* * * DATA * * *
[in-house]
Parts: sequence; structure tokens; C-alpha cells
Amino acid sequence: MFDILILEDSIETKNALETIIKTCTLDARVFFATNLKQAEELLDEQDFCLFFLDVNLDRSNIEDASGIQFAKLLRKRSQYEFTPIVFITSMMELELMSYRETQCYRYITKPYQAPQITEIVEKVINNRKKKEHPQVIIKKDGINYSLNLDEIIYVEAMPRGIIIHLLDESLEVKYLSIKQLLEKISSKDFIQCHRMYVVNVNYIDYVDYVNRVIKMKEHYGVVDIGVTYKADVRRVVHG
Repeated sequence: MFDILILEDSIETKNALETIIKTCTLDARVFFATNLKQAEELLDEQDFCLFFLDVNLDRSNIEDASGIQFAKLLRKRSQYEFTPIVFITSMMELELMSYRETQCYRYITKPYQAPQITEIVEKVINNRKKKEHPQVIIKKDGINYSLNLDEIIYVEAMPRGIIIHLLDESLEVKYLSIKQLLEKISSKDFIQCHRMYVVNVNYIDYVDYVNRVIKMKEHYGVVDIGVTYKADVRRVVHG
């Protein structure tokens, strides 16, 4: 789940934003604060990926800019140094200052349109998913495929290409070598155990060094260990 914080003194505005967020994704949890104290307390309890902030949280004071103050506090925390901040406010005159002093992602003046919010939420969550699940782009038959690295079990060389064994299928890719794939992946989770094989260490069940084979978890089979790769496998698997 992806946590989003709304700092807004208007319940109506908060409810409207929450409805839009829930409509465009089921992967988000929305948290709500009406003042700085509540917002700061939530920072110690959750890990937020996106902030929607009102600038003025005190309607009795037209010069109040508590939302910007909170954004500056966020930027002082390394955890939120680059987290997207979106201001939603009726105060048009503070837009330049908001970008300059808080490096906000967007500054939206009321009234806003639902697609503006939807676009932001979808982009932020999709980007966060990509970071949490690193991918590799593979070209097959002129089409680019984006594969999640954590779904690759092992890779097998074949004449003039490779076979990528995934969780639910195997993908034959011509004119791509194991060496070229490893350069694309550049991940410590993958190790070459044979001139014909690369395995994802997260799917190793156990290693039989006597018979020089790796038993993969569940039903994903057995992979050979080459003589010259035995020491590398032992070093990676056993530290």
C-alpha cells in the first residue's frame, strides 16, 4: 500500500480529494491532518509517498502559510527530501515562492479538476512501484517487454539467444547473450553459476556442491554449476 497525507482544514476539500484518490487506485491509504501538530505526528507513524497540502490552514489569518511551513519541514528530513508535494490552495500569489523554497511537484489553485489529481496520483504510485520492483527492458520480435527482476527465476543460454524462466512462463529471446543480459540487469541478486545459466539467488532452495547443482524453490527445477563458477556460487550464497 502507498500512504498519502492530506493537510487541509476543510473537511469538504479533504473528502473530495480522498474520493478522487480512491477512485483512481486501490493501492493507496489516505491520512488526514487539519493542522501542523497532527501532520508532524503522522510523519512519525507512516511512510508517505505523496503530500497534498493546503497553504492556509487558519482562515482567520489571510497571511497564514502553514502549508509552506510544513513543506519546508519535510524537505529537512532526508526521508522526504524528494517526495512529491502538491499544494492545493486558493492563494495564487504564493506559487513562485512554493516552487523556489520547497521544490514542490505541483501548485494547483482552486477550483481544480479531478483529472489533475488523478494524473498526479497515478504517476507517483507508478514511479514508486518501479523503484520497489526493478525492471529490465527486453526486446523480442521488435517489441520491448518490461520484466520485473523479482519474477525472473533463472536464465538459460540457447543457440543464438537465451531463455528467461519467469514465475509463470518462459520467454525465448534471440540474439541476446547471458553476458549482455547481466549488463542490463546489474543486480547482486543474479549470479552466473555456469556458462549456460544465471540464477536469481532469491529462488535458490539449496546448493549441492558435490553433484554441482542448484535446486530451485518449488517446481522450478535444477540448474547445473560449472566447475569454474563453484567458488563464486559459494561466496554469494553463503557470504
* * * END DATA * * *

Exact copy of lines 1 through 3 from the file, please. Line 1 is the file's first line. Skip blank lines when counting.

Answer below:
[in-house]
Parts: sequence; structure tokens; C-alpha cells
Amino acid sequence: MFDILILEDSIETKNALETIIKTCTLDARVFFATNLKQAEELLDEQDFCLFFLDVNLDRSNIEDASGIQFAKLLRKRSQYEFTPIVFITSMMELELMSYRETQCYRYITKPYQAPQITEIVEKVINNRKKKEHPQVIIKKDGINYSLNLDEIIYVEAMPRGIIIHLLDESLEVKYLSIKQLLEKISSKDFIQCHRMYVVNVNYIDYVDYVNRVIKMKEHYGVVDIGVTYKADVRRVVHG